The early '90s NBC series SeaQuest DSV had all the makings of a hit. After all, the show was set on a high-tech, deep-sea vessel staffed by genius scientists portrayed by the likes of Jaws star Roy Scheider and teen heartthrob of the moment Jonathan Brandis as they had exciting, action-packed, sci-fi adventures. The crew also interacted with a talking dolphin named Darwin and met a mermaid. A joint production of Universal Studios and Steven Spielberg's Amblin Television, it boasted a huge per-episode budget (topping out at $1.8 million) that made for great-for-TV-at-the-time special effects. 

And yet, NBC couldn't pull in a big audience. For its freshman season of 1993-94, SeaQuest DSV ranked a lowly #83 in the ratings, perhaps because it aired opposite CBS' very popular Murder, She Wrote and Fox's Martin. Efforts to revamp the series — switching out cast members, committing to less science-heavy stories, and venturing outside of the submarine more often — only worked a little, with the show moving up to 64th place in the ratings for the 1994-95 season. For season three, producers once more made broad changes, moving the action ahead ten years, dumping Scheider in favor of Michael Ironside as a new captain, and renaming the show SeaQuest 2032. That didn't do the trick, as the show fell to a lowly #117 for the 1995-96 season before NBC permanently sank the series.

It's no secret why the star of Alex Mack walked away

Anchoring Nickelodeon's Saturday-night SNICK lineup for most of the mid-'90s, The Secret World of Alex Mack was a sci-fi show about an Arizona teenager (Larisa Oleynik) who gets covered in a secret proprietary chemical that gives her powers like telekinesis, the ability to shoot electricity out of her fingertips, and to transform into a sentient puddle at will. The powers were difficult to control and often arbitrary, making The Secret World of Alex Mack a sci-fi allegory about the constantly baffling weirdness of adolescence.

Alex Mack ran on Nickelodeon from 1994 to 1998, and the network was more than willing to green-light a fifth season. Executive producer and co-creator Tommy Lynch took Oleynik, along with her mother and manager, out to a fancy dinner at a Hollywood restaurant and formally presented his offer for season five, which also included a substantial amount of money and a proposal of an Alex Mack movie. However, Oleynik said no thanks. "It was an incredible thing he was offering me, and I knew that at the time, but I was a little burnt out," the actress told HuffPost. She wanted to finish high school and attend college and also leave the Alex Mack character where she was at with the conclusion of season four. As Oleynik explained, "She was starting to grow up and that last season, she gets a boyfriend. ... I just kind of wanted to keep it innocent."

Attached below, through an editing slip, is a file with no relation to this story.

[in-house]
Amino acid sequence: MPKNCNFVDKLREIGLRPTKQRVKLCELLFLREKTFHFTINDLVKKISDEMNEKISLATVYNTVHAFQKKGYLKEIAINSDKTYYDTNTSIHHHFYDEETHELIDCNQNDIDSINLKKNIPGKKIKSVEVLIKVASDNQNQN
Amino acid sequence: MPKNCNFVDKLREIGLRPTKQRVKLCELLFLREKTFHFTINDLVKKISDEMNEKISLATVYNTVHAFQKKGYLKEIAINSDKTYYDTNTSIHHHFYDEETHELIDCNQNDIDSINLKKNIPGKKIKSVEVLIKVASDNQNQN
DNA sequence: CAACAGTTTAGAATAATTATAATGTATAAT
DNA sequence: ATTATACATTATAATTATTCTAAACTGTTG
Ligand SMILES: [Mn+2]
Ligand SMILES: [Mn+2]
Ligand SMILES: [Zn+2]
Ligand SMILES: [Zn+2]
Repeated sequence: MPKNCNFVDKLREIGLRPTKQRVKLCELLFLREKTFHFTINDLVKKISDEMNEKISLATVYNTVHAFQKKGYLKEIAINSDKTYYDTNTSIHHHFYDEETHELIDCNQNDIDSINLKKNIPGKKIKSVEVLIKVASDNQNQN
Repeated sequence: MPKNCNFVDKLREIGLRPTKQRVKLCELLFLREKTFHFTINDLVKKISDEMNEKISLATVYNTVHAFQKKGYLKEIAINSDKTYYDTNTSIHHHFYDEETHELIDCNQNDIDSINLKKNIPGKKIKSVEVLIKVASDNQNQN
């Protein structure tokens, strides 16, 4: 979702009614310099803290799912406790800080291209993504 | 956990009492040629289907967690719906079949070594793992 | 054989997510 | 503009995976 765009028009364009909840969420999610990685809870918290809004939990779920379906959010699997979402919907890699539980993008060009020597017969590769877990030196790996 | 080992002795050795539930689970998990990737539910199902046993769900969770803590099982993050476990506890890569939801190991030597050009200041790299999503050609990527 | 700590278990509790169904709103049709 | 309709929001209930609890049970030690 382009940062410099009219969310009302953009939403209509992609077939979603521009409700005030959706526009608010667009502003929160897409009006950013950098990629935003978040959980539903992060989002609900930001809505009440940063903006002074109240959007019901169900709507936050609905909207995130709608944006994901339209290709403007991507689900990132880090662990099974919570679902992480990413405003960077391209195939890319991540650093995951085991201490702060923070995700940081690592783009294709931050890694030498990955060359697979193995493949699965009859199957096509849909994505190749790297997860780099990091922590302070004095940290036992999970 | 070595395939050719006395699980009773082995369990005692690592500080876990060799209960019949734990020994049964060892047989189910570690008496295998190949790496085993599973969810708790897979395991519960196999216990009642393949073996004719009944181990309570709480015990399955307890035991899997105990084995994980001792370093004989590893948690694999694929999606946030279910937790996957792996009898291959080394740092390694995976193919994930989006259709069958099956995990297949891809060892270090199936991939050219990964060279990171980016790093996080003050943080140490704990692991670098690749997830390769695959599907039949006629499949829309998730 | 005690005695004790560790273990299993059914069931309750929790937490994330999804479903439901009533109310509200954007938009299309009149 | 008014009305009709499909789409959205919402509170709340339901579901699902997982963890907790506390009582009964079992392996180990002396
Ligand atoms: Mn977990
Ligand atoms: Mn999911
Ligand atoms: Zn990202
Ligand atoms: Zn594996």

The crusade to continue Babylon 5 was canceled quickly

Babylon 5 was among the most prominent sci-fi shows of the '90s. Its first four seasons aired on local TV stations affiliated with the Prime Time Entertainment Network programming block, and when that conglomeration went defunct, the show finished its run on cable network TNT. Babylon 5 ran for five seasons, as had been the intent from the beginning for creator J. Michael Straczynski, who'd mapped out one big, grand story about a space station, its inhabitants, and the sometimes warring alien races it encounters.

In 1999, about a year and a half after the final Babylon 5 aired, TNT broadcast A Call to Arms, a Babylon 5 made-for-TV movie that acted as a bridge and set-up to a new space-set series called Crusade. An entire first season of 13 episodes were written, shot, and completed, only for TNT to preemptively cancel Crusade before its premiere, rendering the whole thing a "limited series." According to Stracyznski, TNT wanted the show to appeal to a broader audience, and the studio made him comply with its creative demands. But ultimately, Stracyznski didn't give the network what it wanted, so it pulled the plug.

Superboy was canceled in favor of a higher-profile '90s show

Superboy got off to a rocky start. Debuting in syndication in 1988, the show looked at Superman, aka Clark Kent, just before he'd grow into his powers as the Man of Steel and find work as a journalist at The Daily Planet. John Haymes Newton won the role of college-age Superman, but he was fired after season one when he asked for more money around the same time he arguably violated a morals clause in his contract with a public drunkenness arrest. Producer Ilya Salkind replaced him with 31-year-old baby-faced model-turned-actor Gerard Christopher, who proved a good fit. The ratings for the newly rebranded The Adventures of Superboy flew into the list of the ten most watched syndicated TV series a few episodes after his arrival.

The Adventures of Superboy ran for 100 episodes over four seasons, and it was popular enough to keep going, but Superman-controlling studio Warner Bros. wouldn't have it. It had started work on a new Superman TV series, Lois & Clark: The New Adventures of Superman, set to air in primetime on network television, making it a much more high profile project than the lowly syndicated Superboy. Warner not only wouldn't renew the show, but the studio filed paperwork regarding Salkind's right to make Superman television, preventing even Superboy reruns from airing.